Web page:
Like jQuery, D3 is “commonly used as a dependency by other libraries” and D3 “is also the defacto implementation of the module interface implied by that name”. So should D3 register as a named module, too? I have no idea. The discussion suggests that in the future jQuery will switch to an anonymous module.

So I guess our options are:

  1. Do nothing, and recommend that users specify whatever elaborate config is required to export the d3 global before loading a plugin. This is a documentation-only change, so perhaps we should do this regardless before we do anything else.
  2. Do nothing, and recommend that all D3 plugins adopt AMD. This is the most pro-AMD, but also will inflict the most pain on the user, since there’s no practical way to get every D3 plugin to add AMD support. And it’s tedious for developers. I’ve done this for some of my other libraries (queue and topojson), but I haven’t implemented AMD support for all D3 plugins. (Again, see d3/d3-geo-projection#9 for an example.)
  3. Remove AMD support from the default build. This would break everyone loading d3.v3[.min].js via AMD, so it’d probably need to be done as part of the 4.x release. We could still provide a separate build with AMD support (say d3.v4.amd.js) that is identical but provides whatever magic incantation is preferred by AMD. (We could also remove support for module.exports, since that is trivially supported using package.json or browserify.json and a wrapper script, as we were doing previously…)
  4. Export the d3 global. This is unlikely to cause additional harm, although it’s conceivable that it could clobber something in the global namespace (such as an earlier version of D3 on the same page). This would just make any D3 plugins that do not support AMD start working again, with no fuss for the user. But it is the most unclean approach since we would dirty the global namespace, even though we claim to support AMD.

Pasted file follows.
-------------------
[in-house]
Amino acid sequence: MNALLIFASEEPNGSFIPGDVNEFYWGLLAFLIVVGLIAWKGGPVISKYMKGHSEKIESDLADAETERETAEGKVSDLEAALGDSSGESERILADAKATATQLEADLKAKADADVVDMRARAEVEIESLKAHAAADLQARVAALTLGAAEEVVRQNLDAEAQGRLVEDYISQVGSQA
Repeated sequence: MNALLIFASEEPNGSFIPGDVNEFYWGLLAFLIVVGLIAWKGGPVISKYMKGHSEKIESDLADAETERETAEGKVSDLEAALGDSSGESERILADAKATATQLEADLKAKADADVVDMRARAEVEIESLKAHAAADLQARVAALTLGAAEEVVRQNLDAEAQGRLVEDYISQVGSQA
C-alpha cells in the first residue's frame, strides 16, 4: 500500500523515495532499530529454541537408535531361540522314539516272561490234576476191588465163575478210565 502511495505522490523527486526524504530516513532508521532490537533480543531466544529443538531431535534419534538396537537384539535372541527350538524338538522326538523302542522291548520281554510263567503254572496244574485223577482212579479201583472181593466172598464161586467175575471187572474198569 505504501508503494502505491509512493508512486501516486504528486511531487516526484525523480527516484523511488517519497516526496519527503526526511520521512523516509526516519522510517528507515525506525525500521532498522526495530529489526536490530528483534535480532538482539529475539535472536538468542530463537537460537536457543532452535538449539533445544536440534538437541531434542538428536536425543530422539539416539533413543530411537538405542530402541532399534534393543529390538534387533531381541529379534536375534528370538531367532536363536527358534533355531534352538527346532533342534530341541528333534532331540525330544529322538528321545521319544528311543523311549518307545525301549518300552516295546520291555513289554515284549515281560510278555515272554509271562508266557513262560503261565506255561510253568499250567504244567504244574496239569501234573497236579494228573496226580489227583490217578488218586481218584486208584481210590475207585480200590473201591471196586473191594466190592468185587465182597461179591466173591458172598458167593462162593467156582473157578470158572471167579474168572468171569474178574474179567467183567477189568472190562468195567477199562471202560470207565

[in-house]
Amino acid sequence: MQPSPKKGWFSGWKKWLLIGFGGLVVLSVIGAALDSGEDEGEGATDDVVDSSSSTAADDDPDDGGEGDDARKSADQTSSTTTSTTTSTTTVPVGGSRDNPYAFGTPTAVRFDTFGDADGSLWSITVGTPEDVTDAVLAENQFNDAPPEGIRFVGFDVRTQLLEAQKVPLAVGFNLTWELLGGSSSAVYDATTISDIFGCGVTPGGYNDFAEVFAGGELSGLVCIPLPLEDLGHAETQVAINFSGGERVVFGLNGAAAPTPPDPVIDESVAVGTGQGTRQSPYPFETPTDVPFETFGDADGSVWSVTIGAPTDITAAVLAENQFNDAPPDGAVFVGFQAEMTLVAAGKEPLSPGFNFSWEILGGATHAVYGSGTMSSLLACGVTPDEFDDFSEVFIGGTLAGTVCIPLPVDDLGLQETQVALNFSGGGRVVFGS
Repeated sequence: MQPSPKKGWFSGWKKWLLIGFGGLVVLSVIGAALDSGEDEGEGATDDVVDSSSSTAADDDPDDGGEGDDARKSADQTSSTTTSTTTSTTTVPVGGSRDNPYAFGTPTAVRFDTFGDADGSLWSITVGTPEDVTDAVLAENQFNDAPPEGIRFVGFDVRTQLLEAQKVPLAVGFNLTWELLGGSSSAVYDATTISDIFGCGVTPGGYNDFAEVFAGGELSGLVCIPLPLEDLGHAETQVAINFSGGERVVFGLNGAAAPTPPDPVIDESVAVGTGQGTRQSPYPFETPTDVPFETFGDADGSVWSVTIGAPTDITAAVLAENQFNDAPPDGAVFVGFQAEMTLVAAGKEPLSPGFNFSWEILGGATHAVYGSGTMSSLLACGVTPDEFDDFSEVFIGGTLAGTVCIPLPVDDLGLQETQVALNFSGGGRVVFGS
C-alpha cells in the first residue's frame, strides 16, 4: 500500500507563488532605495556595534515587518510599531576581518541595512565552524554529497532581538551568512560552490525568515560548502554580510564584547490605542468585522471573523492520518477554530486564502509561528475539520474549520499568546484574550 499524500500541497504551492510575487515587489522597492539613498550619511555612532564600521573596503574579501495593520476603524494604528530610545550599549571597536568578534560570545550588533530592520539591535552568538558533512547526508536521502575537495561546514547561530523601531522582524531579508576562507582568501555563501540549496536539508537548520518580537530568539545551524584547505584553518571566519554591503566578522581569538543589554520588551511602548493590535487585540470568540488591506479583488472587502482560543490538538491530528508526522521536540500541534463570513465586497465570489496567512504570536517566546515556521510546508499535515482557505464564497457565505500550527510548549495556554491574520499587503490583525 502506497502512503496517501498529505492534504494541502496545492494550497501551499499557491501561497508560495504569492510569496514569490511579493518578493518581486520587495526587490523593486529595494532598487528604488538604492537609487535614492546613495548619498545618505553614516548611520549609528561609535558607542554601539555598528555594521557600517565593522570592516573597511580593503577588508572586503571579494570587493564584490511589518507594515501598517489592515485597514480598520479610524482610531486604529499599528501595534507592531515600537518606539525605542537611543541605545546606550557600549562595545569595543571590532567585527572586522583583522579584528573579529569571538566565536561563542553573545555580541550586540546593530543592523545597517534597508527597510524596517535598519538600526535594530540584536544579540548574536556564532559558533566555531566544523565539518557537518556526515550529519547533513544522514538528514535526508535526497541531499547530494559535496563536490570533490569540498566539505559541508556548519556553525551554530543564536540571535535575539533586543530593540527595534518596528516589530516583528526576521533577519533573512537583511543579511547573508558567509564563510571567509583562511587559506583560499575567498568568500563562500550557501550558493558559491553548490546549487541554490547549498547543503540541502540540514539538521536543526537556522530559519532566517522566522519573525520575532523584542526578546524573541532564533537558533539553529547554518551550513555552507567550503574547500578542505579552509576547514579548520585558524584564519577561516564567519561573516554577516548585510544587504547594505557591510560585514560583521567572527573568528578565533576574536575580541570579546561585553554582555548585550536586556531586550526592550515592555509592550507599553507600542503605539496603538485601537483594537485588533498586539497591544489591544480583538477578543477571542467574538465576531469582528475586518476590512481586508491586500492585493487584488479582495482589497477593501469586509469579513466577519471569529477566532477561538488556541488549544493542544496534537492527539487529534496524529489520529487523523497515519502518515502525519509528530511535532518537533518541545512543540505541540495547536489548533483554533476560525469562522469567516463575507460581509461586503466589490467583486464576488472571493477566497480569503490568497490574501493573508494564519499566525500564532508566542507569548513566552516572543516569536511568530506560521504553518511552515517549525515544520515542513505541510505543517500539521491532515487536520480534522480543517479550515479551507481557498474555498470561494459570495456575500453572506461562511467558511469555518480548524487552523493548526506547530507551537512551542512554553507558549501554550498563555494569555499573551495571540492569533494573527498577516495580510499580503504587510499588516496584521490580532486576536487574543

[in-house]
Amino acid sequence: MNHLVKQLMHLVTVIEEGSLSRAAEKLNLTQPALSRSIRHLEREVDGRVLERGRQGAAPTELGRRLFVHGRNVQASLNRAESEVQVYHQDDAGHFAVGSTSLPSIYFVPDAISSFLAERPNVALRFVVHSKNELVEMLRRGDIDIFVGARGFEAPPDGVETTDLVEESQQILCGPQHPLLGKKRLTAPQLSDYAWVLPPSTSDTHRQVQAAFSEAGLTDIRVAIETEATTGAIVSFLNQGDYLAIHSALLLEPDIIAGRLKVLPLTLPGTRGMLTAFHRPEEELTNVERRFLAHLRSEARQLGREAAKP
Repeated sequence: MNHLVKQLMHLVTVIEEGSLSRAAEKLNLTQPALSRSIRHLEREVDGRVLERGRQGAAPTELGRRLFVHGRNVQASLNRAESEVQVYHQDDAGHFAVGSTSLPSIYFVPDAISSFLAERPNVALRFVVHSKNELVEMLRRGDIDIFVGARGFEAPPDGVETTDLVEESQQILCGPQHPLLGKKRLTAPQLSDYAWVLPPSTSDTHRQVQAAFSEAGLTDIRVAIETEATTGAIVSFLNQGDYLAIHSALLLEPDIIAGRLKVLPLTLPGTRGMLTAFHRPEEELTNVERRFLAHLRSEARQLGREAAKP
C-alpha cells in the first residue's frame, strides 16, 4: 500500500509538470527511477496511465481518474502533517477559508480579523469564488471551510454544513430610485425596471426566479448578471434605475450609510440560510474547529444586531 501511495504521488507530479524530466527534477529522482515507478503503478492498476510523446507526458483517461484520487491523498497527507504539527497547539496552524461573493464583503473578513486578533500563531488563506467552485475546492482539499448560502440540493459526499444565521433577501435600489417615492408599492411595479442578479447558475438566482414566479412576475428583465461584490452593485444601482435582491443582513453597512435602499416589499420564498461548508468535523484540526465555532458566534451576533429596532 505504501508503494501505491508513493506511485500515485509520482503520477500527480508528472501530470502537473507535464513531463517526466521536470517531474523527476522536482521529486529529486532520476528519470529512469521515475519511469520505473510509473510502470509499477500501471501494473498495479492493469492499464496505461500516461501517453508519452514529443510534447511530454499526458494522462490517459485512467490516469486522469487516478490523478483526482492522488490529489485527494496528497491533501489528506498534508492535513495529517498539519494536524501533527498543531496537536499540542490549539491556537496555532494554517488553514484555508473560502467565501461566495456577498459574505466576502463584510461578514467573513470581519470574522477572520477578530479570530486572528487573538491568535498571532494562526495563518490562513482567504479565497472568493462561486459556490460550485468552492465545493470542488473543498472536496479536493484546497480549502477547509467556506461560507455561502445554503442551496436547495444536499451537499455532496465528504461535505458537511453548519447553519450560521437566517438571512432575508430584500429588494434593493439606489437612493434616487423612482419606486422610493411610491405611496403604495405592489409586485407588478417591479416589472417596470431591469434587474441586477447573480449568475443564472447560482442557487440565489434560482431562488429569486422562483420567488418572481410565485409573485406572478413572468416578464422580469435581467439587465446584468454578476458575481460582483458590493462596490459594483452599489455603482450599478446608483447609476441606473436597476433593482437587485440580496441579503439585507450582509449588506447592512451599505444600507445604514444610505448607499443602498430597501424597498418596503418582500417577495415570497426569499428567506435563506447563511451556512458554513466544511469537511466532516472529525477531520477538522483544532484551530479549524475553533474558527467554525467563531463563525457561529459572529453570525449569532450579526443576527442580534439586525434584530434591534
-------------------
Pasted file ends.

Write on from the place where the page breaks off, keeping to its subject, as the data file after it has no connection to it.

Options 1 & 2 aren’t exclusive, and would be most in continuing with our existing approach.

Option 3 would keep AMD separate from the main library and allow different options tailored to whatever people need, and perhaps I could stop wasting so much time thinking about how to load a JavaScript file. 👿

Option 4 is arguably the best for users, regardless of whether they are using AMD, though it’s a weak compromise that doesn’t establish a clear policy for other libraries. (Should queue and topojson export a global too?) Also, it’s still possible for advanced users to create their own custom build if they don’t want the global, or if they want to load D3 as a named module.

So I guess I’ve convinced myself to agree with you and export a global. And I’ll probably change my other libraries to do the same. For one thing, this will make me happy on nytimes.com because d3 will finally work in the console again…

@mbostock mbostock merged commit 7f2d63e into d3:master Jul 12, 2014

@tbranyen tbranyen deleted the tbranyen:expose-global branch Jul 12, 2014

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tbranyen Jul 12, 2014

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Hey @mbostock thanks for taking the time for a well thought out response. I'm glad you merged this PR as it will fix a lot of headaches and confusion I've shared. I have some comments below to address your options: